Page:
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Complete beginner wants to cut notation editor out of most of workflow

notation beginner MusicXML MuseScore soundfonts orchestral

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#1 globetrotterdk

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Posted 16 June 2017 - 11:45

Hi, I am a complete beginner to the world of DAWs. I have used LMMS a bit, but mainly stick to my go to notation editor - MuseScore. I find in my workflow that I sometimes work better entering notes for the individual instruments, but when I am stuck, working from a pattern in a DAW helps me to search for the right notes, tone, atmosphere that I need for a song. Importing and exporting between a notation editor and a DAW is a bit of a pain, so I am hoping to be able to cut out the notation editor for most of my workflow. I have been looking at a number of video tutorials and postings in the forum , but I still am not sure if Renoise can do what I want. Here is what I need to know - how do I do the following?

  1. Enter notes of varying length on a per track basis by using key command shortcuts? In MuseScore, I can press "4" for a quarter note, press "c" for a C note and then press ctrl arrow (up-down) to switch octave. Is anything like this possible either out of the box or to set up in Renoise?
  2. Both MuseScore and LMMS can use soundfonts, so I would need a simple, good quality and cheap alternative to soundfonts for Renoise. Orchestral and classic rock instruments.
  3. There will be times when I will need to import and export from Renoise - either as tracks or full songs. There appears to be some .mid support in Renoise, but I am unsure if the XML that Renoise uses is what MuseScore and other programs refer to as MusicXML (either compressed or uncompressed).
  4. Can the value (tone and length) of individual notes be changed in a way similar to a piano roll view?

Renoise looks really great, I hope it is possible to get it to work the way I need. I mainly use Linux, but also have a Mac and Windows machines, so the only alternative to Renoise that I can think of for my needs is Overture 5 or Reaper.

 


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#2 chucktaylor

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Posted 19 June 2017 - 09:32

I can help you with one thing. Use the "off" button (Caps lock) after writing your notes or chords to control the length. Play around with it's position until your find your desired length. As for tonality, the fine-tune option on the instruments settings should come in handy.



#3 encryptedmind

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Posted 17 July 2017 - 14:45

1. You can navigate or scroll up and down in the editor via step length keyboard shortcut or the F9 to F12 keys or via mouse wheel or a slower arrow Up and Down.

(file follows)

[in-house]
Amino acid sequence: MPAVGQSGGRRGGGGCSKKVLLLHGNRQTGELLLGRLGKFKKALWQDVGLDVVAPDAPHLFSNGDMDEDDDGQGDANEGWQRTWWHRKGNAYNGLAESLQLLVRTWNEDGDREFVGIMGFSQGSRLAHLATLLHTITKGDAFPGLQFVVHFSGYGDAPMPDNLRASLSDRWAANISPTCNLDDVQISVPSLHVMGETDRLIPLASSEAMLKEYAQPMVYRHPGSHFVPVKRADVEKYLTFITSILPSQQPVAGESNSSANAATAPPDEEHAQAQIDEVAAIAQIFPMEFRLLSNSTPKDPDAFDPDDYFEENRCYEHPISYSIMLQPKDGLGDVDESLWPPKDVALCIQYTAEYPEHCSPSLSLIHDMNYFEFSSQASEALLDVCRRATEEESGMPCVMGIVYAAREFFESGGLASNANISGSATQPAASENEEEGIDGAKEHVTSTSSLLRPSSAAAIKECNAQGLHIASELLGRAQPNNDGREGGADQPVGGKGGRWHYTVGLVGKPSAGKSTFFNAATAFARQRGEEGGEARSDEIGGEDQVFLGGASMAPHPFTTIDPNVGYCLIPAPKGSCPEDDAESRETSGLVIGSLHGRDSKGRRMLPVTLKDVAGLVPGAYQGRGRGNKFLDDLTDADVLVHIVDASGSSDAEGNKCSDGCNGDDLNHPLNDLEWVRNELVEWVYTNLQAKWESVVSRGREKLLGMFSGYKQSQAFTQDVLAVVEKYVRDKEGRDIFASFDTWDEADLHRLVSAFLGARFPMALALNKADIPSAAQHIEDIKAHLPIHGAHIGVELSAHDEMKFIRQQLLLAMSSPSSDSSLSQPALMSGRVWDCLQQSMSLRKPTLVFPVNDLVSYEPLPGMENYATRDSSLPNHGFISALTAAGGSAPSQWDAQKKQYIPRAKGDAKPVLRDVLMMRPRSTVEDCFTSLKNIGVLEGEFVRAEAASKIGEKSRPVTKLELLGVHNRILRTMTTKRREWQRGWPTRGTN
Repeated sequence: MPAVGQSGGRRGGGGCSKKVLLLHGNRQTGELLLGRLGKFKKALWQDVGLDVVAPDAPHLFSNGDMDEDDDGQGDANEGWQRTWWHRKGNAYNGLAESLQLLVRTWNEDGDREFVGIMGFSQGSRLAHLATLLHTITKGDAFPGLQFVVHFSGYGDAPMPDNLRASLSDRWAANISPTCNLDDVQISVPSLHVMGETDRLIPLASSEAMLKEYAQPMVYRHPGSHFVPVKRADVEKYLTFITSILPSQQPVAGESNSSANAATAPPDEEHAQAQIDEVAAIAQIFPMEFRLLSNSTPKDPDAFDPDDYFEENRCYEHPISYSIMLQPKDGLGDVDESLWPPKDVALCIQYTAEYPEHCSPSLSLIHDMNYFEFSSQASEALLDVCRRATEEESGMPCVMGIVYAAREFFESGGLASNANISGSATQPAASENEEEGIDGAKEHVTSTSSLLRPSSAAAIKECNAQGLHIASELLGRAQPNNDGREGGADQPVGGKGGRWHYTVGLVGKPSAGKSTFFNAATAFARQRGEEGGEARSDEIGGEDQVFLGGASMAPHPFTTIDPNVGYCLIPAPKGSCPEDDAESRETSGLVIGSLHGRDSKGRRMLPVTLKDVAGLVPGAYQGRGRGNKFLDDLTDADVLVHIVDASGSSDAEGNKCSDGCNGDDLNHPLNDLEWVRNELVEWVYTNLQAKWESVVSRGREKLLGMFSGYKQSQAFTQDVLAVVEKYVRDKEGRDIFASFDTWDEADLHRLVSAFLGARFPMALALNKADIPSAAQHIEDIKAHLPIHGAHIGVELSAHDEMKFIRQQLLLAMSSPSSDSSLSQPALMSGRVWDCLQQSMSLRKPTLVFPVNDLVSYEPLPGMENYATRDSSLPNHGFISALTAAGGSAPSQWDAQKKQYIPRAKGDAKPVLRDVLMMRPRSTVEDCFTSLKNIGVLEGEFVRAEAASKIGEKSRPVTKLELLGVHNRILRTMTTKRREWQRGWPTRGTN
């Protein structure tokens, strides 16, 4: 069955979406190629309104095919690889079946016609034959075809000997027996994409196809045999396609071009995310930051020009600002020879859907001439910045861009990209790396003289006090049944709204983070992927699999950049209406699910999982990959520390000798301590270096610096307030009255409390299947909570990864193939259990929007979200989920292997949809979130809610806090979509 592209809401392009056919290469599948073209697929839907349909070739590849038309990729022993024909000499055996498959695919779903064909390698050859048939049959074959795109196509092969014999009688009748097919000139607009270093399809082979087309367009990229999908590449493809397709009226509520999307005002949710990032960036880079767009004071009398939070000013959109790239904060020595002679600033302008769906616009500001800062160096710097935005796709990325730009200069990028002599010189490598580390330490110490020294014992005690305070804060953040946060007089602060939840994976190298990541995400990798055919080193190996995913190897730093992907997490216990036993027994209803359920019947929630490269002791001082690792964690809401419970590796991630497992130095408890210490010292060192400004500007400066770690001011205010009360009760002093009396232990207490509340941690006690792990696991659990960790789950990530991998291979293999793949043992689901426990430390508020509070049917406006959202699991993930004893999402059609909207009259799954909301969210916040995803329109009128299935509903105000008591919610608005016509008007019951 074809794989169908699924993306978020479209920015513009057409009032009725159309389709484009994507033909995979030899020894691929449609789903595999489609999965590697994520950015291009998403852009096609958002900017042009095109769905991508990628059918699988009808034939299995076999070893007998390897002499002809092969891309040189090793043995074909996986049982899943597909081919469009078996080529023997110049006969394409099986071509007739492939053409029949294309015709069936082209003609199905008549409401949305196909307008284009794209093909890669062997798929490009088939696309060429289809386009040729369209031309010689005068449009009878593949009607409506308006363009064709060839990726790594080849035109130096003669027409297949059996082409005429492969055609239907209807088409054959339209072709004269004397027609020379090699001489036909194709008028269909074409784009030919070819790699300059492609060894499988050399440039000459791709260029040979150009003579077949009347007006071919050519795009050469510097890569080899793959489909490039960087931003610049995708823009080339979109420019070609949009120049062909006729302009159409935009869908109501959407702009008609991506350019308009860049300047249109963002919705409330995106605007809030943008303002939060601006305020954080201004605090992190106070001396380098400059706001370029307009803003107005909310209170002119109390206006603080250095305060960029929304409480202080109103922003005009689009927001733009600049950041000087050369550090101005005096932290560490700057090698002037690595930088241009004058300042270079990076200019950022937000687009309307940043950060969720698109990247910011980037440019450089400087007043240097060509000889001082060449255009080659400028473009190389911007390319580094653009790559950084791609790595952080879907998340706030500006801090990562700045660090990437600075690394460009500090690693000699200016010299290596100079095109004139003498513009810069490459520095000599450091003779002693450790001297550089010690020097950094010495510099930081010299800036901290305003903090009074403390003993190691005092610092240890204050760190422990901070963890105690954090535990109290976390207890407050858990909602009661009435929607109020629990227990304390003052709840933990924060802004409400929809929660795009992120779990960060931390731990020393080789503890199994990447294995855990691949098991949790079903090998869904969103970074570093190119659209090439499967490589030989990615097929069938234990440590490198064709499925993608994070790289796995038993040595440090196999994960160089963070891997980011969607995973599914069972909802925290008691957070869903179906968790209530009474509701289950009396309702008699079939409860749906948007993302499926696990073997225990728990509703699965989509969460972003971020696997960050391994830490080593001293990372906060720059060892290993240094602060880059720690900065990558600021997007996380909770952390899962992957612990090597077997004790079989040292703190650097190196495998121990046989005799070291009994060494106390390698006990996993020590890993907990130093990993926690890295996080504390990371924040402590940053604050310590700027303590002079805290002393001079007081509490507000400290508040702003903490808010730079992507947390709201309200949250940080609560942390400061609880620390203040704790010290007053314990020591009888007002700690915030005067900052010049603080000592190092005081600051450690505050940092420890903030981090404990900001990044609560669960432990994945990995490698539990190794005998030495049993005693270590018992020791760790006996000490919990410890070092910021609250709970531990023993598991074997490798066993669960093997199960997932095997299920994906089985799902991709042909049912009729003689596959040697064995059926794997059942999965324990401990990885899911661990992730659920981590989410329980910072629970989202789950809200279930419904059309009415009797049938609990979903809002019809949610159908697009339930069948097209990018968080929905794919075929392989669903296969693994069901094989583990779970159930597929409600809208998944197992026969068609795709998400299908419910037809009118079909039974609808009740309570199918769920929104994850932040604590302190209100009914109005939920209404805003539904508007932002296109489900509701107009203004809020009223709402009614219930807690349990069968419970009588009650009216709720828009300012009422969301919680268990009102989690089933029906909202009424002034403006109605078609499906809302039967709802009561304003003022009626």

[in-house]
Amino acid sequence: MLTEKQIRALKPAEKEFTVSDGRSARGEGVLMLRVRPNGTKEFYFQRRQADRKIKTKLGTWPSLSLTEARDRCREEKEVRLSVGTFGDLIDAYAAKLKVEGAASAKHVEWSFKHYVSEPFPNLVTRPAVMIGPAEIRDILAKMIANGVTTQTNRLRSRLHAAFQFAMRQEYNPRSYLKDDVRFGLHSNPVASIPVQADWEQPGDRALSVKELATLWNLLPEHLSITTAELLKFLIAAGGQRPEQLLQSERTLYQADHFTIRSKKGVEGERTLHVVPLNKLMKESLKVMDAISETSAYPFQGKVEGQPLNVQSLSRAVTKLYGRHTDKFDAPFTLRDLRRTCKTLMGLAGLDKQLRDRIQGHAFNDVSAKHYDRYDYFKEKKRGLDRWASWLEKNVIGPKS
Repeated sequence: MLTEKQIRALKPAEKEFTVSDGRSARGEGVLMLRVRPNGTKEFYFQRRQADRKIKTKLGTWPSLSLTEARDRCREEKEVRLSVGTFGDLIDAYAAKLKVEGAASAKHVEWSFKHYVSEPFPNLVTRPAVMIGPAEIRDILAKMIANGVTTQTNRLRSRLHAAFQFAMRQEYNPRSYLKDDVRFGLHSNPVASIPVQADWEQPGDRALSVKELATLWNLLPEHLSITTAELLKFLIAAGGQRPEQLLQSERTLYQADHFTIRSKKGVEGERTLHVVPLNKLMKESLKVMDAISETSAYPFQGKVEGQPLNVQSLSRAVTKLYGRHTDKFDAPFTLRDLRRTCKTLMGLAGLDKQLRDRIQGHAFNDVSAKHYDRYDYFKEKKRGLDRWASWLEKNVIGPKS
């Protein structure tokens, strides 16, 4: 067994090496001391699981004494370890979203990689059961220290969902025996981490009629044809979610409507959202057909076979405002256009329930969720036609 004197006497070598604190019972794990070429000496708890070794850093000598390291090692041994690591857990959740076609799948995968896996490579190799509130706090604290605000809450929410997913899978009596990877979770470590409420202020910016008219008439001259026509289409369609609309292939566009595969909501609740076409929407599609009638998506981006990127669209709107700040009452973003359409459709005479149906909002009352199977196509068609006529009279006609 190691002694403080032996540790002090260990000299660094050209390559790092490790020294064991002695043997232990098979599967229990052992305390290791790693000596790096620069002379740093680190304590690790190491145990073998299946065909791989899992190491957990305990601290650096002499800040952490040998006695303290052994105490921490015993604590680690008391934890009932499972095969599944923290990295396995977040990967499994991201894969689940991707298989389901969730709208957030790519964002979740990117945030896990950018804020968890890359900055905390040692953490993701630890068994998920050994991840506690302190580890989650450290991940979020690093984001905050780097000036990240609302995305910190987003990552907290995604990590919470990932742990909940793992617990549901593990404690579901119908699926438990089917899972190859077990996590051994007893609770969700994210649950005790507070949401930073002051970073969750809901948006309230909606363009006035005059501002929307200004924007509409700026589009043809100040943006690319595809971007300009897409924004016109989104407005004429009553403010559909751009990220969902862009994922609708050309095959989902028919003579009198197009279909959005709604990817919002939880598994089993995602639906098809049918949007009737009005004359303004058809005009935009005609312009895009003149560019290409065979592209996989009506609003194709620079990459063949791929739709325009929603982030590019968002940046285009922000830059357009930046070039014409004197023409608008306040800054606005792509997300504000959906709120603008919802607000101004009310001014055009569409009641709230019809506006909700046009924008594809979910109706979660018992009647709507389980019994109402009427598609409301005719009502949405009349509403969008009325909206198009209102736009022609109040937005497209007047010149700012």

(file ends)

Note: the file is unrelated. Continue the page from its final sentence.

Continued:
The step length is a really fast way to change your edit step for a particular voice/note column. Assign a keyboard shortcut that works for you, say Ctrl++ ad Ctrl+-. If you have a gaming mouse/keyboard you can try to assign additional one click macros to them. You also leverage this for repetitive note entry like 16ths or 32nds, just press the key and hold it down and Renoise will populate the track and note column with you desired note sequence. Name another DAW which does this. Geist has something called grid pattern templates where you choose from preset and user saved patten data 'shapes' for a particular sample pad lane. But that is a sample slicer and drum programmer plugin, not Renoise, and every thing has to be done via the mouse, again not like Renoise.

Using the Renoise editor is mostly a mental thing. You set the lines and ticks and patten length according to the required measure and then work in that zone as efficiency as possible. If you use your computer keyboard you can focus on note entry just like a midi keyboard. If you use a midi keyboard it is even better for sake of human timing and bulk entry. When using your computer keyboard, just use the octave up and down keyboard shortcuts 'before' you enter a note or chord. Just like a midi controller you change octaves during the edit phase. To post edit in bulk you have the note and track transpose keyboard shortcuts that allow in single or octave increments.

The caps lock key sets the note off position, whereas the note lengths themselves are 'on' for the entire duration of the pattern by default as long as there is no other note cutting it of or a caps lock is present. This effectively simplifies your note entry having you to think about one parameter less.

This is all via keyboard shortcuts. For other editing like instrument swapping and nudging the advanced editor opens up towards the right where you have a menu and radio buttons to choose from and apply the edits.

Combining live midi keyboard note entry, computer keyboard note entry, computer keyboard shortcuts for every routine edits and an advanced edit selection menu, I don't know any other DAW editor which does this as fast.

2. AFAIK soundfonts are supported in Renoise and in any case various convertors and sample packs are widely available.

3.Midi import support is actually very good in Renoise with channel splits and note timings well preserved. However for back and forth import, the format are compatible but in the translation process some compatibility issues might arise. Its best to test this yourself with note sequences and see how it works. You can easily use Overture or similar to enter note via sheet view and piano roll and just import it to Renoise as a midi or MusicXML file, copy paste the data from the pattern editor etc.

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Also tagged with one or more of these keywords: notation, beginner, MusicXML, MuseScore, soundfonts, orchestral